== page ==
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TFAS Opens Doors To Careers

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The beginning of any career is tough. Many young professionals struggle with finding their niche while others have a hard time excelling in the work place that is already filled with seasoned professionals.

However, the following alumni used their connections to guide them down the right career path. It also didn’t hurt to have a few familiar faces at their new places of business, too!

These alumni turned to old classmates and previous intern sponsors, thus taking advantage of the TFAS alumni network.

At age 22, James Kotecki (E 05) was fresh out of Georgetown University and eager to remain active in politics via his video blog.

What began as a dorm room video show about politics has now turned into a full-fledged occupation as he produces, writes and hosts the daily show KoteckiTV on www.Politico.com.

Within three months of beginning KoteckiTV, James had the opportunity to host Congressman Ron Paul in the first-ever dorm room interview with a Presidential candidate. He went on to interview a total of six Presidential candidates including Senator John Edwards, Senator Chris Dodd and Governor Mike Huckabee.

While Kotecki began making YouTube videos as recently as January of 2007 with a focus on how presidential candidates should be using YouTube to communicate to voters, his interest in politics has been long-standing.

Prior to his work at Politico, Kotecki was an intern at the Republican National Committee during his time in ICPES in 2005. Of his time with The Fund Kotecki says, “The best thing about ICPES was, of course, the people I met.”

The connections he made at TFAS still play a part in his daily life, as he works with fellow alumna Sara D’Angelo (J 04) who is a media coordinator at Politico. He also had the chance to catch up with former ICPES Program Advisor and former staff member Lauren Crawford (E 04) while they were both on the campaign trail in Iowa.

(r.) Loren Streit (B 05), seen here with (from left) Chairman Randy Teague and donors Frank and Kathleen Lauinger, used her TFAS internship connections to start her career in D.C.
(r.) Loren Streit (B 05), seen here with (from left) Chairman Randy Teague and donors Frank and Kathleen Lauinger, used her TFAS internship connections to start her career in D.C.

Fellow 2005 alum Loren Streit (B 05) was also influenced by the political world of D.C. while at TFAS and used the connections from her internship to help her get back into the nation’s capital.

After graduating from IBGA in the summer of 2005, Streit began working for a notable public relations firm in her hometown of Dallas, Texas – however she knew she wanted more and knew she wanted to be back in D.C.

Hoping to gain advice from an accomplished Washingtonian, she contacted the man she interned for while attending her TFAS program, former Senator Don Nickles (R-Okla.).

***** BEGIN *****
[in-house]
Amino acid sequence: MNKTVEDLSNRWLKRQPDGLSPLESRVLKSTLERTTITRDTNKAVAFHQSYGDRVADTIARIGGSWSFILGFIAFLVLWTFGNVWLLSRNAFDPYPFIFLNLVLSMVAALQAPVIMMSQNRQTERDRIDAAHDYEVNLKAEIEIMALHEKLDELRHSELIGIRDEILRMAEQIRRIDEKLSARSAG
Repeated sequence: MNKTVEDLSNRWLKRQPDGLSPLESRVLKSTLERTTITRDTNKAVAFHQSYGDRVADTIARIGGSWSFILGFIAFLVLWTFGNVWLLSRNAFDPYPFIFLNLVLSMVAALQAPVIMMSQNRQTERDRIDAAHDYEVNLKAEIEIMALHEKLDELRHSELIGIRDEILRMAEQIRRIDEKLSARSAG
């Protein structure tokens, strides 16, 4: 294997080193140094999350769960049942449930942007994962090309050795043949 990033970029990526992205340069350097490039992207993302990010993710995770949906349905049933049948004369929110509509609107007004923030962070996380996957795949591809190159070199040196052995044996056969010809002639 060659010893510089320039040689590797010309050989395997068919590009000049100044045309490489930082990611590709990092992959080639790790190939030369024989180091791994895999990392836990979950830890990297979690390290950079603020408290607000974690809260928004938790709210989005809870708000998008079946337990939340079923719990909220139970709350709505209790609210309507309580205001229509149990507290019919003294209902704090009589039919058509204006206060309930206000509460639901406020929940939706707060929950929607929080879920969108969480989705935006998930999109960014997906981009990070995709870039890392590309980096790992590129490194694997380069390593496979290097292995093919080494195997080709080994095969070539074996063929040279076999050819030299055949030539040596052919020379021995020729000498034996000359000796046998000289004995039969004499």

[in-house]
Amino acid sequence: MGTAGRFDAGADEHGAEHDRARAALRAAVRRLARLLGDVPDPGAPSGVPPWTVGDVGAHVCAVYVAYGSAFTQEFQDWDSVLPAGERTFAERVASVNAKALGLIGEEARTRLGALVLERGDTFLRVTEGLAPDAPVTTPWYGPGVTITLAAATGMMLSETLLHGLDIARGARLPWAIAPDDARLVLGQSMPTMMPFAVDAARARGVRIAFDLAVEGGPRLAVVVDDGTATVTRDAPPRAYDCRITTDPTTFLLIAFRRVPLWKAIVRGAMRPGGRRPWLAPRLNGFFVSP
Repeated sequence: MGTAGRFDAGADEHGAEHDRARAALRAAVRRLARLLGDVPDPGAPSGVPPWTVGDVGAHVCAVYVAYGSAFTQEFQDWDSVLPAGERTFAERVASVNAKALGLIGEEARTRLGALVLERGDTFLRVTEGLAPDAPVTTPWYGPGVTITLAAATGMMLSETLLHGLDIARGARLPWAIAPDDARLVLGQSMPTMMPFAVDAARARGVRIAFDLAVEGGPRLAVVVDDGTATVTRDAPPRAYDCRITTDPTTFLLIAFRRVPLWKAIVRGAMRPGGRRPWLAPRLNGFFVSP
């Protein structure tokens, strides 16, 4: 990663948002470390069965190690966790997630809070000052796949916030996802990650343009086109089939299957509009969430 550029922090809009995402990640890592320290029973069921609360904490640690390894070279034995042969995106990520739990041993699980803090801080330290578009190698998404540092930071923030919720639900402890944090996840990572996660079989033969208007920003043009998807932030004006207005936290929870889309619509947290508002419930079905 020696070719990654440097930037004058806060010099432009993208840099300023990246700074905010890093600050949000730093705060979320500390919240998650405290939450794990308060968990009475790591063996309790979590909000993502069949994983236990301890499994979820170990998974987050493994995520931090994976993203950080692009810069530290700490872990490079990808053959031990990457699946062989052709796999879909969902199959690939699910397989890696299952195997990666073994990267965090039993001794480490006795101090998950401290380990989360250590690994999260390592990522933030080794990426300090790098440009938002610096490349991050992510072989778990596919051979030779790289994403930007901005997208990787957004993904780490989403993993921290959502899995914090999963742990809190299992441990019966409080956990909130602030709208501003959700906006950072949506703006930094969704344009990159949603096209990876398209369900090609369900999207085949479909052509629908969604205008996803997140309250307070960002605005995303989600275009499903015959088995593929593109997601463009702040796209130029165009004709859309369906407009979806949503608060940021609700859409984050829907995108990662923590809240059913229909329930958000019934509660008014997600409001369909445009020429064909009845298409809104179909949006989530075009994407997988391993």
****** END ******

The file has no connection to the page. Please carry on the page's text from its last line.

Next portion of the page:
Nickles suggested that Streit move to D.C. to begin her job hunt and helped to point her in the right direction.

Now, Streit has a unique opportunity to witness the inner workings of the Republican Party from her position in the Senate Republican Cloakroom. Through her position, Streit advises members and staff on parliamentary procedure, helps to facilitate the Republican Leader’s strategy on the floor and keeps members updated on floor actions.

“I think I was in the right place at the right time,” Streit said about her time with TFAS and her internship at The Nickles Group. “I am a firm believer that all things happen for a reason. As Senator Nickles put it, ‘I caught the D.C. fever.’”

Another alumnus who believes that he was “in the right place at the right time” is Will Tomlinson (J 97).

As a producer for a number of different shows at ESPNews, Tomlinson is responsible for organizing and presenting stories and highlights from the world of sports to a broad audience.

He attributes his organizational skills and ability to find an interesting story to his time with the Institute on Political Journalism when he interned at the American Spectator.

Tomlinson says that it was at the American Spectator where he learned how to report “in such a manner as to go beneath the surface to dig up why the topic is important.”

In addition, he has said that his time with IPJ gave him a broader view of Washington in a way that he had not seen before, while it also gave him better insight into how life ‘Inside the Beltway’ works.

“I worked with talented professionals who are close friends to this day – Steve Hayes (A 94), who has gone on to be an important journalist with The Weekly Standard and classmate Carrie Connor Hayes (J 97, A 98), who as a CNN producer helped me immensely to adapt to life at the network.” [Tomlinson previously worked at CNN].

Tomlinson, who is also a member of the Alumni Council, says that he has remained involved with TFAS because of the relationships he was able to form and because of his “belief in the importance of IPJ and The Fund on young people and the future of our country.”

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